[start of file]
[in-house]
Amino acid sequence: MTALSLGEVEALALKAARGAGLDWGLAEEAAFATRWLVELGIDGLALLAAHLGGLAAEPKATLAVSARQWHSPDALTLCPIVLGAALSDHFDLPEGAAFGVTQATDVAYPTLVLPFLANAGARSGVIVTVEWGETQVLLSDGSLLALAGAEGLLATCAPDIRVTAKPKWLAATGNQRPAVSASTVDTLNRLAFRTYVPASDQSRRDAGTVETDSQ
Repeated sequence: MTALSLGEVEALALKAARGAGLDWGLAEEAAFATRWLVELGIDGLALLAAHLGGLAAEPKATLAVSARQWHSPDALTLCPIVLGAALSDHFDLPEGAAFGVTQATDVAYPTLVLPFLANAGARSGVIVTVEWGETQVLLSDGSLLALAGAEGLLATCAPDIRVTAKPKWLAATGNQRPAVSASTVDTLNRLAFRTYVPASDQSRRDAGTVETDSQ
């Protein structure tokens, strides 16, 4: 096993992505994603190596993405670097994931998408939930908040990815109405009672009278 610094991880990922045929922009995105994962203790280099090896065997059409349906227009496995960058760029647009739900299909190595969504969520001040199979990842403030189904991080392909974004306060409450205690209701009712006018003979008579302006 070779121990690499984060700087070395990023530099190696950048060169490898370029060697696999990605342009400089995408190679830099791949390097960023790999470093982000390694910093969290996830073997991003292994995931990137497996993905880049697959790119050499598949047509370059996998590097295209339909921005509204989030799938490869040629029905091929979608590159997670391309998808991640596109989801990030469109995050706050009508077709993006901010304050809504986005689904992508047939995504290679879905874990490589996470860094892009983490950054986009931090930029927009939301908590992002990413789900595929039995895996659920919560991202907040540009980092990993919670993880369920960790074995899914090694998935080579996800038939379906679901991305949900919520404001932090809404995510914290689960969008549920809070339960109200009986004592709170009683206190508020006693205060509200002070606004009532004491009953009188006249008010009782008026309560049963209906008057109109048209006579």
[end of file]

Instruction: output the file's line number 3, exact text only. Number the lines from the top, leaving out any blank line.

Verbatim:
Repeated sequence: MTALSLGEVEALALKAARGAGLDWGLAEEAAFATRWLVELGIDGLALLAAHLGGLAAEPKATLAVSARQWHSPDALTLCPIVLGAALSDHFDLPEGAAFGVTQATDVAYPTLVLPFLANAGARSGVIVTVEWGETQVLLSDGSLLALAGAEGLLATCAPDIRVTAKPKWLAATGNQRPAVSASTVDTLNRLAFRTYVPASDQSRRDAGTVETDSQ